A policy-maker in Ethiopia, managing a predominantly agricultural economy, and one that is likely to greatly affected by climate change, would probably like to know the impact of climate change as well as what it will cost to adapt to the impacts. Given the potential for more droughts and floods, what are the strategies and costs for adaptation? Like Ethiopia, other developing countries are grappling with the same question. It is an important one, but has not been widely addressed until recently.
This matter was given sudden prominence in 2006 when the Conference of the Parties (COP) to the United Nations Framework Convention on Climate Change (UNFCCC) asked how much financial need developing countries will require to both reduce their own greenhouse gas emissions and adapt to climate change. The COP’s request created an overnight cottage industry estimating the total costs of adaptation by developing countries. Reports were published by the World Bank (2007), Oxfam (2007), the UNFCCC Secretariat (2009), Parry et al. (2009), and others. Most of these studies relied on expert judgment to develop adaptation cost estimates. The UNFCCC, however, applied some “top-down” rules in some sectors to rapidly estimate costs.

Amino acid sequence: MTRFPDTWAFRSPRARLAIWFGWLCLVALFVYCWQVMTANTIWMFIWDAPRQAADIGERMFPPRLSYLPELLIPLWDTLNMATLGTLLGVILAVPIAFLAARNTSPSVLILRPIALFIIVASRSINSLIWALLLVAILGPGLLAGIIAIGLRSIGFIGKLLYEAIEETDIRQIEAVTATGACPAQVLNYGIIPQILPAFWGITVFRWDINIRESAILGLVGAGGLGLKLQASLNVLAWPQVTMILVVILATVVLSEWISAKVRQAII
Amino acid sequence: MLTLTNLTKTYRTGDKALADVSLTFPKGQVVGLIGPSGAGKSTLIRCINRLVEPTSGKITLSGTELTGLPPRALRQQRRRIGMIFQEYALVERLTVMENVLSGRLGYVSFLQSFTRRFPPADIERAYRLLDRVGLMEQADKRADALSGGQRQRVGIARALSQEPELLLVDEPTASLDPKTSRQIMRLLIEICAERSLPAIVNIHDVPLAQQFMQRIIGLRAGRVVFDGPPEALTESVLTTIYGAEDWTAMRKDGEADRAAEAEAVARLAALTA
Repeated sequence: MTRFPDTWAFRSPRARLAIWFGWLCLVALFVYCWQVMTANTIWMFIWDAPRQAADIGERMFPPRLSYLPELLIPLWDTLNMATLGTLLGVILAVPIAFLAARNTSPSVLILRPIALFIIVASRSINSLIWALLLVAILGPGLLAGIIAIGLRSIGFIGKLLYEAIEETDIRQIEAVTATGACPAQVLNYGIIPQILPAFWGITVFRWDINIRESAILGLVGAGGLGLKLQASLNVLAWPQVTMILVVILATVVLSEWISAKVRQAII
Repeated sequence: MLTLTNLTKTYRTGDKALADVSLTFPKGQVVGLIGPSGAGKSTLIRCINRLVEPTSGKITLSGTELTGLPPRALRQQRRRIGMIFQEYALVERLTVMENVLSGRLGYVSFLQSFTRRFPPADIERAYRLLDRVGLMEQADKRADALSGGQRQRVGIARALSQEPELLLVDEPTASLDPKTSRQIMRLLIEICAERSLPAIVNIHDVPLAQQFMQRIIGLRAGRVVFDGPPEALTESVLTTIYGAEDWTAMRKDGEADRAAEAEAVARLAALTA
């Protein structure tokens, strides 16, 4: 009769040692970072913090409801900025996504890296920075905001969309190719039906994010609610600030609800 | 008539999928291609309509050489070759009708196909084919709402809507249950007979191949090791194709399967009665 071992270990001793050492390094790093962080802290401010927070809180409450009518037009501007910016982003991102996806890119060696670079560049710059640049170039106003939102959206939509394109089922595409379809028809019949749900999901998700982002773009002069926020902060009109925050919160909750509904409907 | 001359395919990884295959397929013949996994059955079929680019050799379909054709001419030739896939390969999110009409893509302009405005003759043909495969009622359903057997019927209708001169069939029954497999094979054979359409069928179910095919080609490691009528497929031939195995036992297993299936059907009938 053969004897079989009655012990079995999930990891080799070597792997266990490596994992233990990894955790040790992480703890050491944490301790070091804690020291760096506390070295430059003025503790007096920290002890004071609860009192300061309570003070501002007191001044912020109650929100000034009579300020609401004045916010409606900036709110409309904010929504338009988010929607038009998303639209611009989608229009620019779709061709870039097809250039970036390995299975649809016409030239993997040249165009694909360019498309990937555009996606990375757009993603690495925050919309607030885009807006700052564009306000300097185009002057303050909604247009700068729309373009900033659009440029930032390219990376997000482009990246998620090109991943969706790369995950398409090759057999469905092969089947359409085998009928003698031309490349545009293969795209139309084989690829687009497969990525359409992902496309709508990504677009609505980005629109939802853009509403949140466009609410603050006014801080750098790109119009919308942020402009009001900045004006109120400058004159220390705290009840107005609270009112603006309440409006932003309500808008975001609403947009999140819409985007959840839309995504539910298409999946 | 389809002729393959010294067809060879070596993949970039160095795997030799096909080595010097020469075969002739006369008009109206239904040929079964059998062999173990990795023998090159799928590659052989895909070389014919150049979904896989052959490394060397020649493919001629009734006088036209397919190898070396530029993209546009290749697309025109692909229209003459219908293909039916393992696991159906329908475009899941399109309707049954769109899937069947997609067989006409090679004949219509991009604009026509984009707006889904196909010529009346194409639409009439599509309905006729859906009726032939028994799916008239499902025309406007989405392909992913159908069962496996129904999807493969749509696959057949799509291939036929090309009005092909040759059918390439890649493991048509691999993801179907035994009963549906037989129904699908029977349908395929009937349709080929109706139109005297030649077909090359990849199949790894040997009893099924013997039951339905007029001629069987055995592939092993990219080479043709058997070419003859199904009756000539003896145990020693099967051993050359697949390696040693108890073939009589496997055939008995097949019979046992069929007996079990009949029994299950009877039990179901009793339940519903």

The latest and clearly most detailed estimate of the potential costs of adaptation in developing countries was just released in the UNFCCC conference in Bonn by the World Bank titled Economics of Adaptation to Climate Change (EACC). This report was a culmination of years of effort by the Bank to develop global and country level estimates of adaptation costs. The EACC is the most detailed estimate that has been developed to date because one, it addresses more sectors than prior estimates, two, it does so in a more systematic manner than its predecessors, and three, it estimates global and national level costs. The EACC study estimated global costs for infrastructure, coastal zones, water resources, agriculture, forestry, fisheries, human health, and extreme weather. Each sector’s cost estimate was developed by applying rules to analyze impacts and costs as a result of climate change.